Implementing AI: realizing your business’s machine learning potential

in Advisory, 19.02.2019

It is estimated that businesses will use machines to carry out 80 percent of conversations with consumers by 2020[1]. In my view, this estimate is no exaggeration. The speed with which artificial intelligence (AI) is being adopted across industries in Switzerland is astounding. Yet many companies still view AI as something to be feared. They shouldn’t. AI can support your business in becoming both more efficient and more effective. Crucially, it can lead directly to higher levels of customer satisfaction. In my experience, achieving this requires a clear focus on four areas:

Unearth the value hidden in your data

Take a structured approach. It’s 80 percent again. This time, we are talking about the share of an organization’s data that is ‘unstructured’, according to several studies[2]. This is largely data that are held as text in disparate emails and documents. These data contain incredibly useful knowledge that is neither accessed nor used as it would depend on employees finding, sorting and interpreting it. Implementing AI can help you utilize what information you already hold across your organization, as well as improving the speed and effectiveness of compliance and risk management.

Plan beyond automation

Don’t restrict your potential benefits from AI by continuing to use humans and traditional analytics to process data. AI comes into its own when it is used with data that are difficult to process. For instance, the data sets may be extremely large or complex. The point of AI is that it is quicker and more effective than humans. Applying it properly can uncover insights that may not otherwise be identified, and do so faster in areas such as anti-money laundering, revenue leakage or customer segmentation, among many examples.

Help AI find its voice – example of an insurance company

Have a clear transformation vision and a culture that supports the shift from human to machine-driven interactions with customers. You do not need to implement everything on day one, though you do need a longer-term strategy in place.

Let me use the real-life example of one of our clients, an insurance company that had historically depended on humans to interact with customers but which decided to automate a large part of this work.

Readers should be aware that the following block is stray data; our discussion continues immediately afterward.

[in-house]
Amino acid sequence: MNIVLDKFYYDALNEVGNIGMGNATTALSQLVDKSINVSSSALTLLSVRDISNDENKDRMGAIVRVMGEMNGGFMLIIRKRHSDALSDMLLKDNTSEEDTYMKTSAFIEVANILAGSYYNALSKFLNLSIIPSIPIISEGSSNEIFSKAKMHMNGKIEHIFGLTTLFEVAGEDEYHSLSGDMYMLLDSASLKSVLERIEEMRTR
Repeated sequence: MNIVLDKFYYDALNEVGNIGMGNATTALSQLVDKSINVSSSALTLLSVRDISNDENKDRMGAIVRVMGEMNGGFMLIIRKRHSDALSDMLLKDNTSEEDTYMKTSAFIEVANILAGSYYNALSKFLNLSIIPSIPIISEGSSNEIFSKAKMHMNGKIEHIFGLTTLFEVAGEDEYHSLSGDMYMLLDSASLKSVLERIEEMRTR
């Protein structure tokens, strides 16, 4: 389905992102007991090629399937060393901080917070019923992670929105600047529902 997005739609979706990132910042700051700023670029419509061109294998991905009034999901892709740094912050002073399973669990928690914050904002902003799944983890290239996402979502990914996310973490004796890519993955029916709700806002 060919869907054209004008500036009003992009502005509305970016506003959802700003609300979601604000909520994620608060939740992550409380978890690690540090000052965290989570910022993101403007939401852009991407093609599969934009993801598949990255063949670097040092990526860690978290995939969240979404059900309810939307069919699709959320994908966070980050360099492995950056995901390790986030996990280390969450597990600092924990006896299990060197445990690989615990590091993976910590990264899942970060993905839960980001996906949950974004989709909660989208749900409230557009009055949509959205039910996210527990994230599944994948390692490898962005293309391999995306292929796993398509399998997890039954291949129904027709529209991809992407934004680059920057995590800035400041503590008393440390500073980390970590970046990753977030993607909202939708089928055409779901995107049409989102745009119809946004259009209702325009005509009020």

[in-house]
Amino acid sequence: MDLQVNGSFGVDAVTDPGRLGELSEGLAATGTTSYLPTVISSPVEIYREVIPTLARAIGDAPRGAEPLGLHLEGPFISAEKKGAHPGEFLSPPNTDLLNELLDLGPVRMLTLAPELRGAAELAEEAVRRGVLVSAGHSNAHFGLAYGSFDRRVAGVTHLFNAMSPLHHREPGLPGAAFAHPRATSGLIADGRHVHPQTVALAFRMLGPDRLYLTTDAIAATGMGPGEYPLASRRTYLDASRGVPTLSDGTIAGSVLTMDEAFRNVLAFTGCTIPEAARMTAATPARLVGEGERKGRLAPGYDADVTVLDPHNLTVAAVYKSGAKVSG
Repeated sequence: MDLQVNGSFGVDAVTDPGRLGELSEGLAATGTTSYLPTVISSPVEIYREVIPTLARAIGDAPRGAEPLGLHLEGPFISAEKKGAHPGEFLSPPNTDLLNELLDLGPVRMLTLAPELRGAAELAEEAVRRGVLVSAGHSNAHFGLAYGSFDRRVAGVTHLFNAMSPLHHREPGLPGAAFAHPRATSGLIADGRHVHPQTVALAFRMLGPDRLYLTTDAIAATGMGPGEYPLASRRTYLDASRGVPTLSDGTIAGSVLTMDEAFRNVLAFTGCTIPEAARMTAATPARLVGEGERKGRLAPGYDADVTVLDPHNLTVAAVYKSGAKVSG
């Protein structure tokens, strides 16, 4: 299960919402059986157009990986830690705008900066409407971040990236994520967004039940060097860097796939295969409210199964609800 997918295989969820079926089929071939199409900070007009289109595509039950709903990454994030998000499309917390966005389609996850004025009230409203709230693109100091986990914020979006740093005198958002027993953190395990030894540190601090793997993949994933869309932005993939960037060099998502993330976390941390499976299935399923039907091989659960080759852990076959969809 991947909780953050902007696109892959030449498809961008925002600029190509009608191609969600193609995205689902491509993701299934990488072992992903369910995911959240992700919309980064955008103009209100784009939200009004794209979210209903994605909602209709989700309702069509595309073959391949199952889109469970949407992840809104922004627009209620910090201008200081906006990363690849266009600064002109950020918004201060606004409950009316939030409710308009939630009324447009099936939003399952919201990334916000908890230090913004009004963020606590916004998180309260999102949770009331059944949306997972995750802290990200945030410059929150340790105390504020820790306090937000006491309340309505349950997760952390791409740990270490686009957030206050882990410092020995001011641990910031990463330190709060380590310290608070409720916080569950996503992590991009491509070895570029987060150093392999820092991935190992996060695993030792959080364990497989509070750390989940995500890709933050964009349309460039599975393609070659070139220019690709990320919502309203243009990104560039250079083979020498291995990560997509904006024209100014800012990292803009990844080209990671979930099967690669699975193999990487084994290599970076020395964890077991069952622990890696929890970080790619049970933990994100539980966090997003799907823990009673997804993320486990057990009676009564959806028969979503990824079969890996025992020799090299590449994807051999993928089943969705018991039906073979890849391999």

Machine learning technologies are being used on the front line for contact with customers. The insurer implemented Chatbots that can retrieve information and provide quotes to customers, whether the contact is online or via an app. Within the contact center, such new tools can increase speed and efficiency by giving the service agent a single user interface. All of the digital solutions work together to create an enhanced experience for the customer.

Furthermore, this client has already started to use emerging technologies to drive greater efficiency. Especially in the back office, where automation through robotics offers major operational improvements. Take the example of contract renewals, where there are big peaks and lows during the year. The heavy workload means that human error can increase, while staff overtime costs also make it an expensive process. Using machine learning tools such as RPA (Robotic Process Automation) can reduce errors, lower costs and increase speed.

Scale your AI strategy

Stop viewing AI as an isolated technology. Instead, align it to the wider business strategy and make sure it is built and developed to be able to scale up across the entire organization. It offers huge possibilities to gain deep insights into large volumes of unstructured data, automate and accelerate existing business analysis, and make customer interactions more streamlined and consistent. Approaching machine learning with isolated, bespoke technologies means that you may end up with pockets of machine learning that are incompatible when brought together, and which therefore cannot be easily scaled.

These four areas are where I believe AI can add the greatest value to the workplace. And how advanced analytics, machine learning and more can help you build a sustainable business that is fit for purpose in our digital age.



[1] Source: The Year of the Chatbot
[2] Source: The biggest data challenges that you might not even know you have


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